The reinstatement of Hong Kong’s closing auction is not a foregone conclusion. There is a clash between local interests and those of bigger market players and the organisations that represent them.
In mid-January, Hong Kong Exchanges & Clearing (HKEx) announced a three month consultation concerning the possible reinstatement of the Hong Kong market’s closing auction.
“We believe it is high time to get a closing auction in Hong Kong. There’s absolutely no question about that. The case for reinstatement is extremely powerful,” said Nick Ronalds, the head of equities at the Asia Securities Industry & Financial Markets Association (ASIFMA). “It’s something we’ve been desperately wanting for years now. It is near scandalous that Hong Kong is the only developed market exchange that does not have a closing auction. They are very effective mechanisms for promoting liquidity, and that is so important for investors timing executions for the close – as their benchmarks are usually based on end-of-day prices.
Beyond the bookkeeping aspects, he considers that markets with closing auctions are less volatile, as suggested by empirical data which shows that on important rebalancing days almost half of daily volumes can take place at the close.
The backdrop to the consultation is not one of unanimous support to reinstatement.
A number of local brokers are resisting change, and their preference to inertia is being expressed through their securities associations and their representative on Legco.
A number of smaller brokers are thought to be keeping their exchange seats merely in the hope of being bought out, and are doing very few trades. They do not want to spend money on technology upgrades and feel comfortable with the current system.
Their relationship with top brass at HKEx is rumoured to be a frosty one and they also have a suspicion that a new closing auction might see a repeat of the 2008 situation that caused its previous abolition – a large institution which caused significant volatility (in the share price of HSBC).
Matt Saul of Asia Pacific, Fidelity Worldwide Investments, speaking in his capacity as chairman of the Asia Traders Forum, said that his buy-side group strongly supported the renewed effort to implement a new closing auction, “to replace the current inefficient process, allowing the local market to at least match its international peers,” he said. “No doubt there will be suggestions for further improvements once both changes are introduced and we will continue to work with the HKEx to progressively adapt the model to suit the needs of all investors in the Hong Kong market.”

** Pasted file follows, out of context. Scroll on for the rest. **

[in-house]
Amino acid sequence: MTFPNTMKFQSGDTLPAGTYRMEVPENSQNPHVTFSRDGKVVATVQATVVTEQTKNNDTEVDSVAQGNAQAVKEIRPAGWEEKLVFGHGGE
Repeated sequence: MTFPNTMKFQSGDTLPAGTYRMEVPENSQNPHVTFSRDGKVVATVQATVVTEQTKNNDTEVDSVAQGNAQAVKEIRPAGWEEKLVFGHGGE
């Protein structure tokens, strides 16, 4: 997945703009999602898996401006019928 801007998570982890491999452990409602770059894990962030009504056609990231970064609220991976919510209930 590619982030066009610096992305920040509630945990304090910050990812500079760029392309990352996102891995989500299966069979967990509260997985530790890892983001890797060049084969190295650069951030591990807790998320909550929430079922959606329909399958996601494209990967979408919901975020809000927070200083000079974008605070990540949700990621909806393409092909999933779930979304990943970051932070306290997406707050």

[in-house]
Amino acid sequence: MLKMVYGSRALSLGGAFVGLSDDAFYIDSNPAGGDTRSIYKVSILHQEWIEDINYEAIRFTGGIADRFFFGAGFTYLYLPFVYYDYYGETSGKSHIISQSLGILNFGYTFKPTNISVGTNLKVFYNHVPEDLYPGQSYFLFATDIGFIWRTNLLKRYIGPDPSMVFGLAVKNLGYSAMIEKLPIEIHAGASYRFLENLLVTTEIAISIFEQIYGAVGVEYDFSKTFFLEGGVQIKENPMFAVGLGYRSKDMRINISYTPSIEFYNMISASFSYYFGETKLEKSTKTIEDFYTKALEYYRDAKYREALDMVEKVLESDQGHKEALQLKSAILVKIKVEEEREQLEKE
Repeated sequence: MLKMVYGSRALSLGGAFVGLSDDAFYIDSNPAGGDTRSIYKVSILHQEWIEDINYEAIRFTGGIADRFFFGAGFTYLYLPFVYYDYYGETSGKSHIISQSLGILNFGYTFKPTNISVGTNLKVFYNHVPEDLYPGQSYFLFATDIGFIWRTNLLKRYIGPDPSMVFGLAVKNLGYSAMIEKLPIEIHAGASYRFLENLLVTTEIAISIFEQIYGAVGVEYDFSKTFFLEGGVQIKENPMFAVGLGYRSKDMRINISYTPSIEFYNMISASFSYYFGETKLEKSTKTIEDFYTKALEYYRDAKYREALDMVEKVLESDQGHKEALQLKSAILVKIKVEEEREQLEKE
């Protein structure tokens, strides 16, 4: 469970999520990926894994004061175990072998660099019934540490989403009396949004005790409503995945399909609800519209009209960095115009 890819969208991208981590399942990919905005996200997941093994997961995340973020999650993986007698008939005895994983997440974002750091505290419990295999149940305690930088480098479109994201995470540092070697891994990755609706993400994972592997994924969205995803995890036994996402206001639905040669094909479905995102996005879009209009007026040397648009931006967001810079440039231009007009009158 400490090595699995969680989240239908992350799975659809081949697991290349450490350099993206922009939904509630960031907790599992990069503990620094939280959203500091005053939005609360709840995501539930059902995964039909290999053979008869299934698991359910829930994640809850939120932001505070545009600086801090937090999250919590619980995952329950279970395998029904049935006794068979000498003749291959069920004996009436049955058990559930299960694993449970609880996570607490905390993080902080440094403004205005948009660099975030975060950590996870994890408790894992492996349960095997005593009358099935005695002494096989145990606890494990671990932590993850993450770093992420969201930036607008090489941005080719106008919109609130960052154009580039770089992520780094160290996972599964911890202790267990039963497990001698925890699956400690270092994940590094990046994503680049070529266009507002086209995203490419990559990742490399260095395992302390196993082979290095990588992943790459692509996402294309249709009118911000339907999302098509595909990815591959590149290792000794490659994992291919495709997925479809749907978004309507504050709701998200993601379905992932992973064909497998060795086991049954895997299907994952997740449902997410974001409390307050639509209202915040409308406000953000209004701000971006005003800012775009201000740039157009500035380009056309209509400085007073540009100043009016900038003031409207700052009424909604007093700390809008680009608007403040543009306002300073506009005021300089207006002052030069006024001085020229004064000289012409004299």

HKEx has devised an auction proposal that starts at 4.01pm, when the market can place (and delete) orders within a 5% range of the final 4 pm price. Then at 4.08 pm, orders can be placed within the level of the lowest and highest bids received. They will be fixed and cannot be deleted. Then, at 4.10 pm from 4.12 pm, there will be a final closing on a random basis, designed to prevent gaming of the close taking place.
The local industry is giving the sense that if the auction is reinstated, they would require that proposed 5% range to be narrowed. ASIFMA is opposed to such a foreshortening of the range, considering that the allowable band needs to be wider, because, in practice a smaller one causes more volatility going into the close. The NASDAQ, for example, has a 10% band in its auction.
The random closing from 4.10pm to 4.12 pm would reflect a lesson learned from other closing auctions. That helps to make auctions more resistant to gaming. In early incarnations, there was a fixed time when the auction would take place, large orders might appear microseconds before the auction would take place and skew the price.
“In Hong Kong the two minute period in which the closing auction would take place at a random time constitutes a major anti-gaming mechanism,” said Ronalds.